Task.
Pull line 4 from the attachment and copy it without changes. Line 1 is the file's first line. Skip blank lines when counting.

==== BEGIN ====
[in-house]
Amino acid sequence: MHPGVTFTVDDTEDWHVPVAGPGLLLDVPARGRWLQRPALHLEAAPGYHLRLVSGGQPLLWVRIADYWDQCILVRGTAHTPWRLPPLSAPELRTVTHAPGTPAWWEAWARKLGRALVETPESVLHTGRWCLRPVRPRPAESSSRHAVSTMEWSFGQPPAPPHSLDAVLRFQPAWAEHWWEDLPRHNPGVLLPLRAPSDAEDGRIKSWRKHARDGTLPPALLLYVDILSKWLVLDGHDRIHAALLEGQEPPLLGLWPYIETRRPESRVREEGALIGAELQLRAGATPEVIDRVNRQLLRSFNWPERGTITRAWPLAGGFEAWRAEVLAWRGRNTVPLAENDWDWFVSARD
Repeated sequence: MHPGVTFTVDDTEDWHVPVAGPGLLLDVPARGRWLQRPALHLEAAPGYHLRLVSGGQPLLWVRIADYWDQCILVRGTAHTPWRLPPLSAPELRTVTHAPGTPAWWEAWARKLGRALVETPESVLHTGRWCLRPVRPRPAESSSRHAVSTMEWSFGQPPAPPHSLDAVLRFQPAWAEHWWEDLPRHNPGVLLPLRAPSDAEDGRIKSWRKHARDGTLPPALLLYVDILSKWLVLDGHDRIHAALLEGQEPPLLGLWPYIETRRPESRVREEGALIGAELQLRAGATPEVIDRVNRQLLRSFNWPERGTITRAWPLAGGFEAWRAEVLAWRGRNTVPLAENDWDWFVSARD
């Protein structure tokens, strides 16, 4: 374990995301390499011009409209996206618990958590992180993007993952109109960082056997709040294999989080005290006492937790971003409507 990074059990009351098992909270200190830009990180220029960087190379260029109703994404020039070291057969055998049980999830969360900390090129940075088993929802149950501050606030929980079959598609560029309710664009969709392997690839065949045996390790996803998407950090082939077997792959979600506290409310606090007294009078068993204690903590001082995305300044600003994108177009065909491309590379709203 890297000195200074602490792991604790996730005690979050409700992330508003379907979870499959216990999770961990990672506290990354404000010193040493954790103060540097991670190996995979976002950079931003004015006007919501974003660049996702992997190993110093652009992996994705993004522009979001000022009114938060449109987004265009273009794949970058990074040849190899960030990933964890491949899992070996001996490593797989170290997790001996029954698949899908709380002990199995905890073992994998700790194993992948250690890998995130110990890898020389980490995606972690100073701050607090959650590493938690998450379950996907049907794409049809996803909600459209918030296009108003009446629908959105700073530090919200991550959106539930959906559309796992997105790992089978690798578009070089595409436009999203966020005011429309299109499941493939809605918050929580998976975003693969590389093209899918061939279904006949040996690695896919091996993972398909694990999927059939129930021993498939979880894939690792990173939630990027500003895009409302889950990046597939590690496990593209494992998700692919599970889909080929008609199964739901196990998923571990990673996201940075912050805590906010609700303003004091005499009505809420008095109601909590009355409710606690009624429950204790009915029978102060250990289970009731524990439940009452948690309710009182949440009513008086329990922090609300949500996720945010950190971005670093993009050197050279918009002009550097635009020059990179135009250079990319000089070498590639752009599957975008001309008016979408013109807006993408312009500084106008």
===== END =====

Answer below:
């Protein structure tokens, strides 16, 4: 374990995301390499011009409209996206618990958590992180993007993952109109960082056997709040294999989080005290006492937790971003409507 990074059990009351098992909270200190830009990180220029960087190379260029109703994404020039070291057969055998049980999830969360900390090129940075088993929802149950501050606030929980079959598609560029309710664009969709392997690839065949045996390790996803998407950090082939077997792959979600506290409310606090007294009078068993204690903590001082995305300044600003994108177009065909491309590379709203 890297000195200074602490792991604790996730005690979050409700992330508003379907979870499959216990999770961990990672506290990354404000010193040493954790103060540097991670190996995979976002950079931003004015006007919501974003660049996702992997190993110093652009992996994705993004522009979001000022009114938060449109987004265009273009794949970058990074040849190899960030990933964890491949899992070996001996490593797989170290997790001996029954698949899908709380002990199995905890073992994998700790194993992948250690890998995130110990890898020389980490995606972690100073701050607090959650590493938690998450379950996907049907794409049809996803909600459209918030296009108003009446629908959105700073530090919200991550959106539930959906559309796992997105790992089978690798578009070089595409436009999203966020005011429309299109499941493939809605918050929580998976975003693969590389093209899918061939279904006949040996690695896919091996993972398909694990999927059939129930021993498939979880894939690792990173939630990027500003895009409302889950990046597939590690496990593209494992998700692919599970889909080929008609199964739901196990998923571990990673996201940075912050805590906010609700303003004091005499009505809420008095109601909590009355409710606690009624429950204790009915029978102060250990289970009731524990439940009452948690309710009182949440009513008086329990922090609300949500996720945010950190971005670093993009050197050279918009002009550097635009020059990179135009250079990319000089070498590639752009599957975008001309008016979408013109807006993408312009500084106008």